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Web Video / Buttered Side Down

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Describe Buttered Side Down here.
...You sure? Something might get... Broken.

Buttered Side Down is a comedy channel on YouTube about an average guy with terrible luck.
...Except not quite.

You see, the protagonist is... a strange man in a strange world. He doesn't know how to do basic things, and when he tries to do pretty much anything, he complicates them to the point where they're more likely to hurt him than anything else.
...On the other hand, he's always having strange things happen to him. And sometimes the weirdness comes from outside his control. Killer plants, his pool teleporting him to the middle of the ocean, a sentient mystical staff found in the garbage, time travel...
Did we mention he's unlucky?

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Buttered Side Down provides examples of:

  • Alien Geometries:
    • Retrieving a Frisbee has the unfortunate protagonist suffering from these, as the rooftop he just climbed to, no more than a story tall, seems to grow several hundred meters when he's right on top and he wasn't looking, and goes back to normal once he makes it back down the hard way. Then again, it may just be a matter of perception... And earlier, he was throwing a frisbee through one side and catching it from the other, so it might be Real After All.
    • Cheating Death has the protagonist somehow leaping into his own throat to dislodge a stuck meal he was choking on; he even jumps up and down on it, to no avail.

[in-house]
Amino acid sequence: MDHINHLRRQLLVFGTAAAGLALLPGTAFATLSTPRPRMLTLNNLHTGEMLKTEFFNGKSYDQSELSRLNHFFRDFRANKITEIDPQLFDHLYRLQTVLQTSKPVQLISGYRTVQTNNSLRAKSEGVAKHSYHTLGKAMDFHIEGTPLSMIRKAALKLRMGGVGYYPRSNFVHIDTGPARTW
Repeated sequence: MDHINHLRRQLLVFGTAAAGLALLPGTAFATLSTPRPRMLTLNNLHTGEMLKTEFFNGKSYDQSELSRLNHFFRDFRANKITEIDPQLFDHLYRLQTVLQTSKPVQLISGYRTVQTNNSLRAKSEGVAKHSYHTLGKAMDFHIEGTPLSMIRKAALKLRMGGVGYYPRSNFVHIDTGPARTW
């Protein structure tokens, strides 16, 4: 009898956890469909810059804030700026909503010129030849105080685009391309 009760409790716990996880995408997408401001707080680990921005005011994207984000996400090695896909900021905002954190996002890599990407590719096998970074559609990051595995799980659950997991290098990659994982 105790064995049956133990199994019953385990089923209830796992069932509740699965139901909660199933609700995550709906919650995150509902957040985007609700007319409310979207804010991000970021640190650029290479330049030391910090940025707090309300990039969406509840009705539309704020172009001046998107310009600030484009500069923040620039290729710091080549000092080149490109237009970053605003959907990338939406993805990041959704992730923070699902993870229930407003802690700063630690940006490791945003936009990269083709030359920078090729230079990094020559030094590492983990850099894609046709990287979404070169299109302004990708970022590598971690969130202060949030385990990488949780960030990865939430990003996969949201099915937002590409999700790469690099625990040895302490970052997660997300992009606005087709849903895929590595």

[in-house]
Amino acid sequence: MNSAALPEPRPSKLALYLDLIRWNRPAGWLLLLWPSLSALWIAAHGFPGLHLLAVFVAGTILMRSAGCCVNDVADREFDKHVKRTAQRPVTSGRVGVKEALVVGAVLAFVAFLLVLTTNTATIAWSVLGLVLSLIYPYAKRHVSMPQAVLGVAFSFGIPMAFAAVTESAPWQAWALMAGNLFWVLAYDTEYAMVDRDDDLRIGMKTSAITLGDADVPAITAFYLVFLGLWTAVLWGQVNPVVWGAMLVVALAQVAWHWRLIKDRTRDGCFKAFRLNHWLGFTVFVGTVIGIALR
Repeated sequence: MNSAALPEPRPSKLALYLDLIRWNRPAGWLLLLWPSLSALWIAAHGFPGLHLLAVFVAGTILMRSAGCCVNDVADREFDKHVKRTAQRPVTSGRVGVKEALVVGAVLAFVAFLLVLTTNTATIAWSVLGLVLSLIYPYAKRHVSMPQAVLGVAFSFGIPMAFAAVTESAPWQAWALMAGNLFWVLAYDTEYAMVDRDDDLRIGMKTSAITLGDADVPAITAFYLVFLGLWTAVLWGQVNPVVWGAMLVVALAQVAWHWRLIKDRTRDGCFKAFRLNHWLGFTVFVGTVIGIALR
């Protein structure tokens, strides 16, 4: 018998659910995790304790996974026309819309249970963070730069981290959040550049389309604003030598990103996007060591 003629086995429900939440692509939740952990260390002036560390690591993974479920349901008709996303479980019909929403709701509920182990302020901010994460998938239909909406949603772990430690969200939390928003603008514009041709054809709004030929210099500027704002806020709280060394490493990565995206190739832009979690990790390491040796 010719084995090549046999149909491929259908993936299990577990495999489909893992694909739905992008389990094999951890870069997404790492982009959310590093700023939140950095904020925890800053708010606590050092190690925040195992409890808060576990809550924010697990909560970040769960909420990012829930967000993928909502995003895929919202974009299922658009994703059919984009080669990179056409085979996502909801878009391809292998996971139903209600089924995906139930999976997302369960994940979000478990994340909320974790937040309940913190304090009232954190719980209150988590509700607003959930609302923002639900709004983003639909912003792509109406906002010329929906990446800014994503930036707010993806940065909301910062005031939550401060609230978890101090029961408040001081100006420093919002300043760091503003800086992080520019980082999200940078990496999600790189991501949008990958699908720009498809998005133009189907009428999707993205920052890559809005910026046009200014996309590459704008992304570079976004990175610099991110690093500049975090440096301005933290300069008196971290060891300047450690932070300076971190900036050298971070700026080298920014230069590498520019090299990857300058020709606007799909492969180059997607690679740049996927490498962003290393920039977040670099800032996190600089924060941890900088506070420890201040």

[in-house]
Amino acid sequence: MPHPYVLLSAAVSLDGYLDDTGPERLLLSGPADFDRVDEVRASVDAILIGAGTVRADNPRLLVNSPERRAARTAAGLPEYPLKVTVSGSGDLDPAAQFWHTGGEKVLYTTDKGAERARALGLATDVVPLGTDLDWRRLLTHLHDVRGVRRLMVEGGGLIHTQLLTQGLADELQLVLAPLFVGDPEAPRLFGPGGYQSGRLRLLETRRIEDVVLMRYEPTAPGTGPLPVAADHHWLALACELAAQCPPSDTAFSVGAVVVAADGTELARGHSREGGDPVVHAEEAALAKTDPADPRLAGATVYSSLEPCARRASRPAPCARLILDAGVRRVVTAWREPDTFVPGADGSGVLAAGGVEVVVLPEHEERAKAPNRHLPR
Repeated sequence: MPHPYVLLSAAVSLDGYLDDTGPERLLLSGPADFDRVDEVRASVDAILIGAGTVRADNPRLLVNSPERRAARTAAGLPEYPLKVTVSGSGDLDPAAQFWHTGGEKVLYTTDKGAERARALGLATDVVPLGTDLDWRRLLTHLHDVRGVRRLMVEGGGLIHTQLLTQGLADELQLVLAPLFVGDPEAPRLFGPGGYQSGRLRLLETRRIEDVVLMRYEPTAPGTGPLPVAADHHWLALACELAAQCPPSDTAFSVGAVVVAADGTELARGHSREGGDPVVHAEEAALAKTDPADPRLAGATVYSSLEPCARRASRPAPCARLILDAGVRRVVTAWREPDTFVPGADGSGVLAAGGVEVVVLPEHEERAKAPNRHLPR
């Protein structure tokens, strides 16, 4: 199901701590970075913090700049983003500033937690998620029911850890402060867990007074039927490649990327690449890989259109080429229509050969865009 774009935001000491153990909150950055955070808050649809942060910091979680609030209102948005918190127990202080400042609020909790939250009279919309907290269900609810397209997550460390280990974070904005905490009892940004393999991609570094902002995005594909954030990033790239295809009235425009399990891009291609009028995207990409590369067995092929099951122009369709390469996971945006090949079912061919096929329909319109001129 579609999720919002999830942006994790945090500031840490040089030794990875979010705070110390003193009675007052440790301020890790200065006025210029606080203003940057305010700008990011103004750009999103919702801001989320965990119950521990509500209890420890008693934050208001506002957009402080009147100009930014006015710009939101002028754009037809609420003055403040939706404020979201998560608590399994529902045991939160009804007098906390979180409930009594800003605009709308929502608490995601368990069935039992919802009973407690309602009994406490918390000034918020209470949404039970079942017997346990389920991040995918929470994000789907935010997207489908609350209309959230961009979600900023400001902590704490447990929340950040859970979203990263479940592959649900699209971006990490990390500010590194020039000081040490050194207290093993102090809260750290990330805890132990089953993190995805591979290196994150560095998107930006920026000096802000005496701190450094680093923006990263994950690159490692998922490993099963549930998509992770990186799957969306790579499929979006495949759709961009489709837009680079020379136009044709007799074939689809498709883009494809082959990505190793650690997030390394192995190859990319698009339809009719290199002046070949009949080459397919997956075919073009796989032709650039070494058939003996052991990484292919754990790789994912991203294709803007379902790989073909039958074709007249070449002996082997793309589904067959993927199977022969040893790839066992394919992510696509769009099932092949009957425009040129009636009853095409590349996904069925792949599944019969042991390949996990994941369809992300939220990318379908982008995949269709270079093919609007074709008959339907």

• Eating Something Spicy has the protagonist somehow grabbing the sun with the usual "pinch the sun" perspective trick, and putting the hyperhot marble in his noodles to make them spicier. He is forced to put it back right after with the same trick.
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  • Alien Invasion: FIDGET SPINNER ALIENS features a bizarre one made almost entirely out of enormous fidget spinners... for some reason.
  • All Just a Dream: Or, more properly, just a daydream in FIDGET SPINNER ALIENS.
  • Ambiguously Human: In The Birthday Wish, the protagonist somehow exhales helium.
  • Artistic License – Nuclear Physics: Usually, throwing a vial of uranium into a rocket does not turn it into a nuke. But then again, Rule of Funny...
  • Ashes to Crashes: Breaks a vase filled with ash in Learning to Yo-yo and promptly whispers "Grandma..." before attempting to sweep the ashes under a dresser and hide the vase in one of the drawers.
  • Berserk Button: The titular FIDGET SPINNER ALIENS seem to be invading mostly because they (for reasons unknown) despise people who use actual fidget spinners, disintegrating them (and stores that hold spinners) on sight.